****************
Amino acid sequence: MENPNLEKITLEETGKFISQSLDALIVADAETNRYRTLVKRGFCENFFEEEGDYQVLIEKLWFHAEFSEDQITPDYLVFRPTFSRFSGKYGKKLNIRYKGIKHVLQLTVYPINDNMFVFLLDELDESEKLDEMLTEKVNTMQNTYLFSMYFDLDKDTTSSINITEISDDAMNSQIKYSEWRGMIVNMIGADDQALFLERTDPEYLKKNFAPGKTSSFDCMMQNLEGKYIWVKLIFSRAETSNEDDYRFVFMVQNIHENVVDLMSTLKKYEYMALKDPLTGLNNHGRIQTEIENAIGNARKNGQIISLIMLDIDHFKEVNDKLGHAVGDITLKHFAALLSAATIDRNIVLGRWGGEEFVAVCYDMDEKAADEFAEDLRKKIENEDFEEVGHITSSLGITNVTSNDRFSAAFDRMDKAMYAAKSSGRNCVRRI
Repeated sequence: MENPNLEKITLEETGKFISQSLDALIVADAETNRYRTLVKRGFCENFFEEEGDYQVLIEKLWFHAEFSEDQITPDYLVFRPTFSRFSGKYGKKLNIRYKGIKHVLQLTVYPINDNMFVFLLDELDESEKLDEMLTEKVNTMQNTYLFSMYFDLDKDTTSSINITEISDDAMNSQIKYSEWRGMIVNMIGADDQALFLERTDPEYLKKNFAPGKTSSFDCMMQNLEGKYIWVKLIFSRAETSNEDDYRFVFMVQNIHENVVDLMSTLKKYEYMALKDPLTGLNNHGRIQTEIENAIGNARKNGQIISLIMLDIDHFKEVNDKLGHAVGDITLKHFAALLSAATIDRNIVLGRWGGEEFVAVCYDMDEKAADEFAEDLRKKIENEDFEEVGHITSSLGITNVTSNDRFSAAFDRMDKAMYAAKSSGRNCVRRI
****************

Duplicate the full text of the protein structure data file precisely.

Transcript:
Amino acid sequence: MENPNLEKITLEETGKFISQSLDALIVADAETNRYRTLVKRGFCENFFEEEGDYQVLIEKLWFHAEFSEDQITPDYLVFRPTFSRFSGKYGKKLNIRYKGIKHVLQLTVYPINDNMFVFLLDELDESEKLDEMLTEKVNTMQNTYLFSMYFDLDKDTTSSINITEISDDAMNSQIKYSEWRGMIVNMIGADDQALFLERTDPEYLKKNFAPGKTSSFDCMMQNLEGKYIWVKLIFSRAETSNEDDYRFVFMVQNIHENVVDLMSTLKKYEYMALKDPLTGLNNHGRIQTEIENAIGNARKNGQIISLIMLDIDHFKEVNDKLGHAVGDITLKHFAALLSAATIDRNIVLGRWGGEEFVAVCYDMDEKAADEFAEDLRKKIENEDFEEVGHITSSLGITNVTSNDRFSAAFDRMDKAMYAAKSSGRNCVRRI
Repeated sequence: MENPNLEKITLEETGKFISQSLDALIVADAETNRYRTLVKRGFCENFFEEEGDYQVLIEKLWFHAEFSEDQITPDYLVFRPTFSRFSGKYGKKLNIRYKGIKHVLQLTVYPINDNMFVFLLDELDESEKLDEMLTEKVNTMQNTYLFSMYFDLDKDTTSSINITEISDDAMNSQIKYSEWRGMIVNMIGADDQALFLERTDPEYLKKNFAPGKTSSFDCMMQNLEGKYIWVKLIFSRAETSNEDDYRFVFMVQNIHENVVDLMSTLKKYEYMALKDPLTGLNNHGRIQTEIENAIGNARKNGQIISLIMLDIDHFKEVNDKLGHAVGDITLKHFAALLSAATIDRNIVLGRWGGEEFVAVCYDMDEKAADEFAEDLRKKIENEDFEEVGHITSSLGITNVTSNDRFSAAFDRMDKAMYAAKSSGRNCVRRI